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Economy in Brief

Japan's Confidence: Bounce to Nowhere
by Robert Brusca  January 10, 2017

Japan's consumer confidence, a diffusion measure, rose sharply month-to-month, regaining the ground it lost on the previous month's sharp drop. Despite the jump, there is little lift in the series that lingers below the neutral mark of 50 as it has since 2006. Still, since early 2014, there is a clear but very mild uptrend that has been in place for this index of consumer attitudes.

Since 2007, going back to when the global financial crisis struck, the consumer confidence index has a queue (or rank) standing of 91.7% marking it in the top 10% of its queue of values over that period. Its components generally have more moderate standings. Evaluated over a much longer period, the headline index has only a 64th percentile standing reflecting the fact that since the financial crisis struck the overall confidence index has been weak and as the high-low data show have a high reading of only 45.4 still short of the neutral reading of 50. On data back to December 2007, only two components have registered a reading at or above 50 at any time on that timeline.

The rank percentile since 2007 show the relative strongest readings are for income growth (81.7%), overall livelihood (75.2%) and employment (72.8%). Of those, only income growth breaks into the stronger 80th percentile range. At even lower levels are consumer willingness to purchase goods (67.9%) and value of asset perceptions (51.9%); the later barely makes it above is median standing which occurs at the 50th percentile mark. And remember that we are looking at queue rankings of data that themselves are diffusion indices and all components are below neutral themselves (let alone below their medians) as consumers find conditions still below neutral for all the consumer confidence components.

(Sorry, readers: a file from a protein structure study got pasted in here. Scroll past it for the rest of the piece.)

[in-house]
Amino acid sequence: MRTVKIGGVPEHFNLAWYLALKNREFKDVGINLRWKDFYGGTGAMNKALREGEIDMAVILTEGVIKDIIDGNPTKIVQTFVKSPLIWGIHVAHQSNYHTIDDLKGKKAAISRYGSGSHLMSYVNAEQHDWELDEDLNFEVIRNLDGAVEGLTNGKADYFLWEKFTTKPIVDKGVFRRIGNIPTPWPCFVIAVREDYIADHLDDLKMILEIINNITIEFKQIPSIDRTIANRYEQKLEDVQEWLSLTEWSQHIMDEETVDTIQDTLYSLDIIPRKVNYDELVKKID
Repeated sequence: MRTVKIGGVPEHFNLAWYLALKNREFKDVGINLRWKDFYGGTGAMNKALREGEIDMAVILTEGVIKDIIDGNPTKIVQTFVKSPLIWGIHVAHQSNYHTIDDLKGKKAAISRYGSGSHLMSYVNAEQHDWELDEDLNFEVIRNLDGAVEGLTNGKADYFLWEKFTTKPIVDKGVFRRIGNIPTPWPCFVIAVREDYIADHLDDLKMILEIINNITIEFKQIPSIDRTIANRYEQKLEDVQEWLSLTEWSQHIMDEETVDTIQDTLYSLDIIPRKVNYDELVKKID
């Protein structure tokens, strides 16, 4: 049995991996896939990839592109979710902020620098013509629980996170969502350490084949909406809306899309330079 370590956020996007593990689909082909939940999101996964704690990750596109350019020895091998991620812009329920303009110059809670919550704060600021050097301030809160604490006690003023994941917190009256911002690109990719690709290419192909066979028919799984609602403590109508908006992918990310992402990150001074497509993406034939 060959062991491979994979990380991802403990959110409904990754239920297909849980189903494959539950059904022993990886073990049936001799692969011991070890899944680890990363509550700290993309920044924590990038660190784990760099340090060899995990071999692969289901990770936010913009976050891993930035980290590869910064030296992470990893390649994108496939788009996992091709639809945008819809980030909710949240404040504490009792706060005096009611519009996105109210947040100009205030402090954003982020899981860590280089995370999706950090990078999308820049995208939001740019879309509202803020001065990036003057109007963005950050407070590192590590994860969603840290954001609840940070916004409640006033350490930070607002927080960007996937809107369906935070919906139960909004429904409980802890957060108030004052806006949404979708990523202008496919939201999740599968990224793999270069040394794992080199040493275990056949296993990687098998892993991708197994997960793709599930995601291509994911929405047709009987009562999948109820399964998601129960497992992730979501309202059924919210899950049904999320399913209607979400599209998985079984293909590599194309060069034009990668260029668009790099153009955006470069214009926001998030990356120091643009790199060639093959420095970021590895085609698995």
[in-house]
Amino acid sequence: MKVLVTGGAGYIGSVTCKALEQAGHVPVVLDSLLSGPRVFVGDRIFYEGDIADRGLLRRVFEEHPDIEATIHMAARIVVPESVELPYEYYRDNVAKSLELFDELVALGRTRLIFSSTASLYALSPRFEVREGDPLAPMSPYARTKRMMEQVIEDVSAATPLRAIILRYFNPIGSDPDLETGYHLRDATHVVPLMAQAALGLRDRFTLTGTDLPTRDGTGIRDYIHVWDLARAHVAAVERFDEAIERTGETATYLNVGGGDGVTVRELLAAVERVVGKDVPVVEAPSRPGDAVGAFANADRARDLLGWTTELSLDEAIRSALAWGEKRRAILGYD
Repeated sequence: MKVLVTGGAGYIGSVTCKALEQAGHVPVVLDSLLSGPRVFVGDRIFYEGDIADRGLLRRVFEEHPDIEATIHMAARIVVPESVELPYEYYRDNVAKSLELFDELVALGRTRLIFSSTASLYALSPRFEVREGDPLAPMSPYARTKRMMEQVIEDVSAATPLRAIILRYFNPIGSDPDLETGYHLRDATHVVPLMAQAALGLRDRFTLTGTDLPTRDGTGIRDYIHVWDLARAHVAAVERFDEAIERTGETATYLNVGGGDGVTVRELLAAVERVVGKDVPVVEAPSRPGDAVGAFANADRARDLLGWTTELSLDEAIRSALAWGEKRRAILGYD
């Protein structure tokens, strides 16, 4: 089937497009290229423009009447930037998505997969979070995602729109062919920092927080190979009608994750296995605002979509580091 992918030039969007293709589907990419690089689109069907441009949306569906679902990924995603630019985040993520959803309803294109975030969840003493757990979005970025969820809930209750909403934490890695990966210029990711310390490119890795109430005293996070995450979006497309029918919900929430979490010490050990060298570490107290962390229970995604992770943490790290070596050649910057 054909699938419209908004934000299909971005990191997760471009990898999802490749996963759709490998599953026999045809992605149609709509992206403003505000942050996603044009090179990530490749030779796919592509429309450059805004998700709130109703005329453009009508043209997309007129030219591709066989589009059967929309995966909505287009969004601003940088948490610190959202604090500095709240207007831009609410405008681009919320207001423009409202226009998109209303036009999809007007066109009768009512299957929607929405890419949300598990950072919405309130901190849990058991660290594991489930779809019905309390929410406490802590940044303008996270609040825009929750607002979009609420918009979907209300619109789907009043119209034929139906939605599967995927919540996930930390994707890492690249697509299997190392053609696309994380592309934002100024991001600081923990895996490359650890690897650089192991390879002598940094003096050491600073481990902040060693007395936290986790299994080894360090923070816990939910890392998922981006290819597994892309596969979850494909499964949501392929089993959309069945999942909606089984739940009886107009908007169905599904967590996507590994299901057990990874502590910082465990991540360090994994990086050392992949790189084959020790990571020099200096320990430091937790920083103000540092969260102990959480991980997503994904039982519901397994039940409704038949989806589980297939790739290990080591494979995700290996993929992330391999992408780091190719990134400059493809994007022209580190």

The lower row of rankings reevaluates the consumer gauges on a broader timeline since 1988. On that basis, all of the evaluations drop precipitously with only two, the headline and employment, above their longer term median values as of December. There are two messages here. One is that the consumer attitudes have been slowly improving in the post financial crisis and post-recession period. The second is that nonetheless in this period consumer attitudes are still substantially reduced compared to what they used to be before that set of calamities struck.

On balance, there is still a very slow up-creep of improvement to Japan's consumer confidence. Despite this improvement, the overall tone remains negative as it has since 2006. While consumers are reasonably copacetic about their livelihood and income and are as a result reasonably disposed to buy durable goods, they lack confidence in employment conditions and are not pleased with the value of their assets. These latter two issues restrain them in their willingness to buy durable goods.

The BOJ continues to press ahead with its aggressive program to pump in bank reserves and to control the yield curve; meanwhile, Japan's manufacturing PMI gauge has been slowly improving. Japan's manufacturing PMI is above 50 for four months running. The economic diffusion gauges on sectors from Teikoku show slow but ongoing progress across sectors through November, their freshest data points. The services sector focused economy-watchers index bottomed out in June and has been on a steady improving trend ever since. The news from Japan is steadily improving, but it is also very slowly improving. The sharp jump in the headline for consumer confidence this month belies the slowness of the speed by which progress is being made.

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